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I feel so sorry for my dog..

(27 Posts)
Scentia Mon 01-Jul-19 14:03:51

I have always given my dog treats and tuna or something equally gorgeous (for her) on top of her dry food.

I have now found out she has problems and needs to have a very limited healthy diet (she has never been overweight)
This is the hard part, I have to put her food out and if she doesn’t eat it in an hour I have to pick it up until her next mealtime, then it goes down again. I have been doing this for nearly 36 hours now and she very reluctantly ate some last night, but she is standing strong!
She is looking at me like I am the most horrible person in the world, it makes me want to cry 😢 I know it is for her own good, but how long will this last, has anyone had to do this before, will she eventually eat the (very expensive) food I give her?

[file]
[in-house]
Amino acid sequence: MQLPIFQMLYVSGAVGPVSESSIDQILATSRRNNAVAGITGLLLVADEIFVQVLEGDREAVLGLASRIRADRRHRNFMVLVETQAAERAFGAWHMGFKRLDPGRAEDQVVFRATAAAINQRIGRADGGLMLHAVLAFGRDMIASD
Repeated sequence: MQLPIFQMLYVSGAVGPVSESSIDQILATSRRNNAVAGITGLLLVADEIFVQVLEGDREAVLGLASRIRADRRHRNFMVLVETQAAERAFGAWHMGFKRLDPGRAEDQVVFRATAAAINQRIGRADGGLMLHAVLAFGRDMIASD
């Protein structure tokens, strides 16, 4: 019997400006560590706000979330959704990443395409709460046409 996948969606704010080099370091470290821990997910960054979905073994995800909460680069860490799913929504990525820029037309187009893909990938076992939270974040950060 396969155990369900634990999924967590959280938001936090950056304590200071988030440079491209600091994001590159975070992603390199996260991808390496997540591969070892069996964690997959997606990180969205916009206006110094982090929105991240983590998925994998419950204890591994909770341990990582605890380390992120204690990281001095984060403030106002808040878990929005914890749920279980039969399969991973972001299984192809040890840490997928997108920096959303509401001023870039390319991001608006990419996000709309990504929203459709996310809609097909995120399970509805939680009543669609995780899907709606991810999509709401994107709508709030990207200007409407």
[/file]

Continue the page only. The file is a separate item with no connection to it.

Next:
The vet said to do this for up to three days, that will break my heart I think!

EllanVannin Mon 01-Jul-19 14:15:32

I think this is a time when I'd ignore the vet and give the poor animal something which it will eat and leave it for when it is hungry. There's no harm in tuna but just reduce the treats . Unless there's something drastically wrong with the dog then carry on as you were.

BlueBelle Mon 01-Jul-19 14:23:00

elken it does say the dog has problems I guess it really depends what problems the dog has There is no indication in the post that the dog is ill so not really very clear
the vet said to do this for up to three days If it’s only going to happen for three days then it shouldn’t break your heart as three days is a very limited time